The Regional Impacts of Climate Change

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B.5. Conclusions

Analysis of surface air temperature and precipitation results from regional climate change experiments carried out with AOGCMs indicates that the biases in present-day simulations of regional climate change and the inter-model variability in the simulated regional changes are still too large to yield a high level of confidence in simulated change scenarios. The limited number of experiments available with statistical downscaling techniques and nested regional models has shown that complex topographical features, large lake systems, and narrow land masses not resolved at the resolution of current GCMs significantly affect the simulated regional and local change scenarios, both for precipitation and (to a lesser extent) temperature (IPCC 1996, WG I). This adds a further degree of uncertainty in the use of GCM-produced scenarios for impact assessments. In addition, most climate change experiments have not accounted for human-induced landscape changes and only recently has the effect of aerosols been investigated. Both these factors can further affect projections of regional climate change.

Compared to the global-scale changes due to doubled CO2 concentration, the changes at 104-106 km2 scale derived from transient AOGCM runs are greater. Considering all models, at the 104-106 km2 scale, temperature changes due to CO2 doubling varied between 0.6 and 7�C and precipitation changes varied between -35 and 50% of control run values, with a marked inter-regional variability. Thus, the inherent predictability of climate diminishes with reduction in geographical scale. The greatest model agreement in the simulated precipitation change scenarios was found over the South East Asia (about -1 to 30%), Northern Europe (about -9 to 16%), Central North America (about -7 to 5%), and East Asia (about 0.1 to 16%) regions in summer, and Southern Europe (about -2 to 29%), Northern Europe (about 5 to 25%), and East Asia (about 0.5 to 18%) in winter. For temperature, the greatest model agreement in simulated warming occurred over Australia in summer (about 1.65 to 2.5�C, when excluding one outlier) and the Sahel in winter (about 1.8 to 3.15�C, when excluding one outlier). Regardless of whether flux correction was used, the range of model sensitivities was less than the range of biases, which suggests that models produce regional sensitivities that are more similar to each other than their biases.

The latest regional model experiments indicate that high-resolution information, on the order of a few 10s of km or less, may be necessary to achieve high accuracy in regional and local change scenarios in areas of complex physiography. In the last few years, substantial progress has been achieved in the development of tools for enhancing GCM information. Statistical methods were extended from the monthly/seasonal to the daily time scale, and nested model experiments were extended to the multi-year time scale. Also, variable- and high-resolution global models can be used to study possible feedbacks of mesoscale forcings on general circulation.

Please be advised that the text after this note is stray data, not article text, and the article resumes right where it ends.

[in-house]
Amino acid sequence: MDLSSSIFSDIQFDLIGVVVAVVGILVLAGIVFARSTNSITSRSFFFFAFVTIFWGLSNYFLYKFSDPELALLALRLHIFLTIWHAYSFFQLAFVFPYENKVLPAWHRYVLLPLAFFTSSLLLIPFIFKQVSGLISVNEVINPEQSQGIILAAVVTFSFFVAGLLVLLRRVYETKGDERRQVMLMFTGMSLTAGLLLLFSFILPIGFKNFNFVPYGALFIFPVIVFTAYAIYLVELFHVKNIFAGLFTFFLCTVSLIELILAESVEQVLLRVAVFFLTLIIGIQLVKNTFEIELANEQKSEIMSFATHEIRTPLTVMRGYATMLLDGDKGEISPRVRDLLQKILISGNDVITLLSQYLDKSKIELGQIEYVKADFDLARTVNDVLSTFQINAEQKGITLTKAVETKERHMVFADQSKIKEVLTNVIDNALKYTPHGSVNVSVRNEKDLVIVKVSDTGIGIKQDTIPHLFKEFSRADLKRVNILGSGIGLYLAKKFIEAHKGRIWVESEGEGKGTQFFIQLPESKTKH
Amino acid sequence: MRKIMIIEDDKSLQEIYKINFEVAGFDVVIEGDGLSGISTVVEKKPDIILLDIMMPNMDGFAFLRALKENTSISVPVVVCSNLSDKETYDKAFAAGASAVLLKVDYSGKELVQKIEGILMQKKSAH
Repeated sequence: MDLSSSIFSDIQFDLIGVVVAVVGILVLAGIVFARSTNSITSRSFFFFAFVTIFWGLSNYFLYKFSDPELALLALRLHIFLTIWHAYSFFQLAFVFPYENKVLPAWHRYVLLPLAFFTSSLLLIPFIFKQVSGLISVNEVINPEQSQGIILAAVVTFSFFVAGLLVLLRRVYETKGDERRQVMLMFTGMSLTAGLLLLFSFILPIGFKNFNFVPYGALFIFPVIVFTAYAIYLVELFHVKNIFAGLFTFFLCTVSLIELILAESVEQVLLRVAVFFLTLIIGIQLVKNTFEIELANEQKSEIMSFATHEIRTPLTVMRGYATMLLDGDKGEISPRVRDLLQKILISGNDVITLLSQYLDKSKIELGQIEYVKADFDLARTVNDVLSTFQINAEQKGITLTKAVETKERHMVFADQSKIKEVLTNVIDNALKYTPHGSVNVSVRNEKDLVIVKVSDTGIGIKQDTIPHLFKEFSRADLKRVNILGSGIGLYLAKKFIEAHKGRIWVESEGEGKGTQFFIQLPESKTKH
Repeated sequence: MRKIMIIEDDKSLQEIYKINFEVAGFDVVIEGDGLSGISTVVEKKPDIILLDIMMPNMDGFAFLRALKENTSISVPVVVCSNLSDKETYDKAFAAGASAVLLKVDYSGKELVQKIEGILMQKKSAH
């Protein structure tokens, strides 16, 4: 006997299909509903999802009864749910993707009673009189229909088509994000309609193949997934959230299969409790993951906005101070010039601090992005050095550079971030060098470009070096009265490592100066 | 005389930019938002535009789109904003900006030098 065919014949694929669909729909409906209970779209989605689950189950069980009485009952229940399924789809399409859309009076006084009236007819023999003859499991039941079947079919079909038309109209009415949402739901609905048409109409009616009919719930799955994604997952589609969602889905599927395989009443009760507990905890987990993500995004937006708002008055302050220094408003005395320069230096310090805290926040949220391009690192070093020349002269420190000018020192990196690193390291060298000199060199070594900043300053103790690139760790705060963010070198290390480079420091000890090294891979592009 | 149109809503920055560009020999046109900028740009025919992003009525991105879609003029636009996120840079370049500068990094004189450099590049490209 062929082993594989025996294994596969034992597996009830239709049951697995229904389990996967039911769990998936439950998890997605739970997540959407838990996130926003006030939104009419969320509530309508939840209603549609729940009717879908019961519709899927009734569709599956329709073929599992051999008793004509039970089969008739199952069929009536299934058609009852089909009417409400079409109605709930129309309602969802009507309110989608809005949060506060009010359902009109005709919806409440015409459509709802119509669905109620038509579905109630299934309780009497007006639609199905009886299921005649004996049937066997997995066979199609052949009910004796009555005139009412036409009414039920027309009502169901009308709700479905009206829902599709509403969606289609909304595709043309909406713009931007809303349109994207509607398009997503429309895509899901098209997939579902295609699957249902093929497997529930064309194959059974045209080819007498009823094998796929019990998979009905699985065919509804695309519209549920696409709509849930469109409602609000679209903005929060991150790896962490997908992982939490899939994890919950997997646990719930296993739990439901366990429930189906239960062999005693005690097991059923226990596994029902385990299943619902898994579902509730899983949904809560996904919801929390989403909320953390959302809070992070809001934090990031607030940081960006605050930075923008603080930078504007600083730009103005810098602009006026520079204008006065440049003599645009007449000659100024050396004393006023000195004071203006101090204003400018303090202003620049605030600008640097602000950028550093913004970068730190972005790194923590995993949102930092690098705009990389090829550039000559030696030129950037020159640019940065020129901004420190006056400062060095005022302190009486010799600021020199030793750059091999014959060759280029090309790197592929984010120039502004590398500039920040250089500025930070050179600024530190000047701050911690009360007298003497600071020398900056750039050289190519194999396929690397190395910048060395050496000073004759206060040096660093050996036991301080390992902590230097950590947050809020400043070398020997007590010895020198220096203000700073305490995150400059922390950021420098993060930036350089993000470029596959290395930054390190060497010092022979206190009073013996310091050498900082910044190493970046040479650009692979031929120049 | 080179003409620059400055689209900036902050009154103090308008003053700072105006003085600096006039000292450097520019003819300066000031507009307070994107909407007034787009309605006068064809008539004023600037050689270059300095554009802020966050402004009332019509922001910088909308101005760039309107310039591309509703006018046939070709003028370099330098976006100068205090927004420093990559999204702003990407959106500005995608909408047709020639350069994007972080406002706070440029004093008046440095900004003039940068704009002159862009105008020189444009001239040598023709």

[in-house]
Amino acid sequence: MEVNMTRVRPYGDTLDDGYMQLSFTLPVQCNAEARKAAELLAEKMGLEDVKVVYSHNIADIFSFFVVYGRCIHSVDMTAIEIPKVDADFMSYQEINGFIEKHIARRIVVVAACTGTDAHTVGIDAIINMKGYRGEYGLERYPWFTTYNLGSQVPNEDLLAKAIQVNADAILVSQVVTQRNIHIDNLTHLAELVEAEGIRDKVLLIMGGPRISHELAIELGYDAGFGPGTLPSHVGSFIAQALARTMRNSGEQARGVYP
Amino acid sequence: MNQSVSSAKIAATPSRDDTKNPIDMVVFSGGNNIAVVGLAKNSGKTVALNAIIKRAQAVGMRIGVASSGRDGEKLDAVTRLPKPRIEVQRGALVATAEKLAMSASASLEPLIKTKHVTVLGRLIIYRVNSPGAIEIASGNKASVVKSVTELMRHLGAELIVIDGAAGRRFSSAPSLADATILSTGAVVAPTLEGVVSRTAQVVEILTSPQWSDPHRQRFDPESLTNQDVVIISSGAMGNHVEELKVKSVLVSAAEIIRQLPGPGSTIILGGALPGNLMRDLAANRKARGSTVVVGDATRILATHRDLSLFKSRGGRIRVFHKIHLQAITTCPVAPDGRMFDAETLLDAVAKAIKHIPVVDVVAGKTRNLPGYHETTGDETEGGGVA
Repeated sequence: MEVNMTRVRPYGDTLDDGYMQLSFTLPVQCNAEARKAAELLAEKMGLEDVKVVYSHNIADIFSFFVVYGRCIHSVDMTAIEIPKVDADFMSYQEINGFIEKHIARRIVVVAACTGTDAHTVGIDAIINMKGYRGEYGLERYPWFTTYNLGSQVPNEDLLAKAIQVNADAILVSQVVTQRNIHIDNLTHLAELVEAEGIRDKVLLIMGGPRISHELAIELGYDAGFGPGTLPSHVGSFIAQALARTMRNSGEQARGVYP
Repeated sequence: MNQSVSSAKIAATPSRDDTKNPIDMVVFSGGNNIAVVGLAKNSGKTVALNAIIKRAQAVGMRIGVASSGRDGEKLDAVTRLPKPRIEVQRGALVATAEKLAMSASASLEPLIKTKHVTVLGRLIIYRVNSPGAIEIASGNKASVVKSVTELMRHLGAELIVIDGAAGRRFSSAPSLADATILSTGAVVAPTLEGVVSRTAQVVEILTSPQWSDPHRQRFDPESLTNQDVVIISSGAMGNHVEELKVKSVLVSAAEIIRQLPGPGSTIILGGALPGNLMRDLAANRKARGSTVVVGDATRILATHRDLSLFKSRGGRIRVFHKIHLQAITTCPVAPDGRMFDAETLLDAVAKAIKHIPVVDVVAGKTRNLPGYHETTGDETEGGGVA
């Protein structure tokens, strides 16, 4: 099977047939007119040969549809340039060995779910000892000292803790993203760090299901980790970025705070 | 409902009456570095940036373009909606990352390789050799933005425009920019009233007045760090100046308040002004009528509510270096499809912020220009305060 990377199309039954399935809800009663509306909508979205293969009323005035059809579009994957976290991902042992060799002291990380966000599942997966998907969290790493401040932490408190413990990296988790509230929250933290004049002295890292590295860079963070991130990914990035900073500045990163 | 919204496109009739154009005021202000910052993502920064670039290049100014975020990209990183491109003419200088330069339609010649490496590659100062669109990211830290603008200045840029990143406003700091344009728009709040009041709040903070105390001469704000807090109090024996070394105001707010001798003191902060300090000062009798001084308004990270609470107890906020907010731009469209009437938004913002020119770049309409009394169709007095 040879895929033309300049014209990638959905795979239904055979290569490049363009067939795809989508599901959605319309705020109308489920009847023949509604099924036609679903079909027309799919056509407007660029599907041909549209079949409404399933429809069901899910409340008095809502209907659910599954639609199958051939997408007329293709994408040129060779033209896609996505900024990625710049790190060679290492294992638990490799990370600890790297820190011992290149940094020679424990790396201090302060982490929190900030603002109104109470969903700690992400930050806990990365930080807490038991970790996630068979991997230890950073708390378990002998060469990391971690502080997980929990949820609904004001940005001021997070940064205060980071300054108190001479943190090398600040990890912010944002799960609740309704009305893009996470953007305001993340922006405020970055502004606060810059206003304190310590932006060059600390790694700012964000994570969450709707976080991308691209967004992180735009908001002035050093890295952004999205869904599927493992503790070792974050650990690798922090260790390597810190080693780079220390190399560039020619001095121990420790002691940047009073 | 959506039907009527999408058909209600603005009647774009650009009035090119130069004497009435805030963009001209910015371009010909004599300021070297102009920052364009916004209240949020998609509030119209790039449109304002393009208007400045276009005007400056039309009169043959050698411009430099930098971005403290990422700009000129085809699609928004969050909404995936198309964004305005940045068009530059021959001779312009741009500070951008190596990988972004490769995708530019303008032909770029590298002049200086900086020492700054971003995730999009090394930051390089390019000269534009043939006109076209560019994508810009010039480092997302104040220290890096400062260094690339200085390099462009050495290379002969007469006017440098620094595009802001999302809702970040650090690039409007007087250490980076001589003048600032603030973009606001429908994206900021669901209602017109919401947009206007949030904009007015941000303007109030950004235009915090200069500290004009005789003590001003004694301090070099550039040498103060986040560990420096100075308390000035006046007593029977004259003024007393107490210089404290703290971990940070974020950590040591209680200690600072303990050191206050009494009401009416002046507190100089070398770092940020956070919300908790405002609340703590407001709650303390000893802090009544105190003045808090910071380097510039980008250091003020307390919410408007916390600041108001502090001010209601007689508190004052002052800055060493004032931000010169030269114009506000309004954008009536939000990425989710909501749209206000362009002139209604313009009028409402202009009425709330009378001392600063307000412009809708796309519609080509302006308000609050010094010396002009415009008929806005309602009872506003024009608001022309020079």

Regional modeling techniques, however, rely critically on the GCM performance in simulating large-scale circulation patterns at the regional scale, because they are a primary input to both empirical and physically based regional models. Although the regional performance of coarse-resolution GCMs is still somewhat poor, there are indications that features such as positioning of storm track and jet stream core are better simulated as the model resolution increases. The latest nested GCM/RegCM and variable-resolution model experiments, which employed relatively high-resolution GCMs and were run for long simulation times (up to 10 years) show an improved level of accuracy. Therefore, as a new generation of higher resolution GCM simulations become available, it is expected that the quality of simulations with regional and local downscaling models will also rapidly improve. In addition, the movement towards coupling regional atmospheric models with appropriately scaled ecological, hydrological, and mesoscale ocean models will not only improve the simulation of climatic sensitivity, but also provide assessments of the joint response of the land surface, atmosphere, and/or coastal systems to altered forcings.

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